I couldn't control it any longer, the waves crashed over the side of my boat and I couldn't stop them. Those around me continued with the service as they all slid over to surround me and touch me wherever they could fit and reach. My rational being, the one I normally let steer the ship, was yelling "mutiny" as the emotional being took the wheel and turned head on into the storm. I found enough voice to say my favorite words of the service "Guide us waking, O Lord, and guard us sleeping, that awake we may watch with Christ and asleep we may rest in peace." I felt a strength begin to grow inside me. As the service ended, no one left. They just circled me tighter letting me ride out my storm without words. When my tears stopped and I raised my head, still no one asked anything. We just all stood, extinguished candles, gathered up service books, turned out lights, locked the chapel door, and walked to our rooms. As we got to the hall of the women's floor, one of the other ladies finally spoke to me and she said something like, "I'm so happy to see you cry. It lets me know you are human just like the rest of us and that I can trust you. Thank you." Her "thank you" has echoed in my mind ever since.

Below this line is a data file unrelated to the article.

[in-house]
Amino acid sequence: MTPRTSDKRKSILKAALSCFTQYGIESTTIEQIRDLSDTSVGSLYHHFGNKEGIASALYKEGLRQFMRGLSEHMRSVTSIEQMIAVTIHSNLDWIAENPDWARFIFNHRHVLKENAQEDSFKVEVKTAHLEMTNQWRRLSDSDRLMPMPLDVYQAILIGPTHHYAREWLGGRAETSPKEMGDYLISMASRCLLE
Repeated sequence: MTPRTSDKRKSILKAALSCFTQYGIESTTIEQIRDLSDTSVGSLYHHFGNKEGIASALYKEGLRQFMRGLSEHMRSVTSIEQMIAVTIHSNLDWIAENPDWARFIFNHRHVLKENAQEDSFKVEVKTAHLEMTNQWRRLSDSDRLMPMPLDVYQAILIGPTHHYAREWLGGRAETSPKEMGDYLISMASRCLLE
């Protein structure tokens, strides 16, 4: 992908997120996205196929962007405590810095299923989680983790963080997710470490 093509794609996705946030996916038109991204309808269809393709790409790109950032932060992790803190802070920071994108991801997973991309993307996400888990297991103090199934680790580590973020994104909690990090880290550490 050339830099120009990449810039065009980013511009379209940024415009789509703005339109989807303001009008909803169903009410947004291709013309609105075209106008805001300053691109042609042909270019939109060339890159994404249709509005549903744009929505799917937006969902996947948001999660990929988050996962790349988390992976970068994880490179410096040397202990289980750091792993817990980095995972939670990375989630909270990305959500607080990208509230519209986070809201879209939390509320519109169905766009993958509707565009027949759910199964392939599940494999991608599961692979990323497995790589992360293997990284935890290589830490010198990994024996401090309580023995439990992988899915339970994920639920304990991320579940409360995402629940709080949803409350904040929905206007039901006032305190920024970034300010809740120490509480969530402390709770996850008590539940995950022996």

Perhaps this is the gift that my CPE supervisor was speaking of …

And, as for what made today so tough and brought this to the surface again … well, I was sharing about a conversation I had with a patient who was going in for open heart surgery and he was telling me that he longed for the glory of the life he knew he would have in heaven. As I was telling the story, the emotional storm began to spill over the edge of my ship. My supervisor and fellow CPE students encouraged me to let the tears flow and I fought it with all my might. The deck got a little wet, but I held on to the helm and steered away from the worst of the storm. It would have been a safe place to ride out the waves but I couldn't do it.

In a quiet conversation after with one of the other students, I boiled it down to this: There is a difference between being vulnerable and letting my vulnerabilities show in a safe, trusting environment. Now I just have to come to accept and believe it.

1 comment:

  1. "There is a difference between being vulnerable and letting my vulnerabilities show in a safe, trusting environment. Now I just have to come to accept and believe it."

    Ah, my dear! Perhaps by now you've discovered that your peers are already learning - probably, have already learned - how to know when you feel vulnerable, however much you work to hide it.

    I know it's been a while since you've posted this. If you haven't already, I encourage you to take this to your group. And if you have, I hope you've learned a lot. And either way, the Kingdom of God has come near you (or, just how does this relate to last Sunday's Gospel?).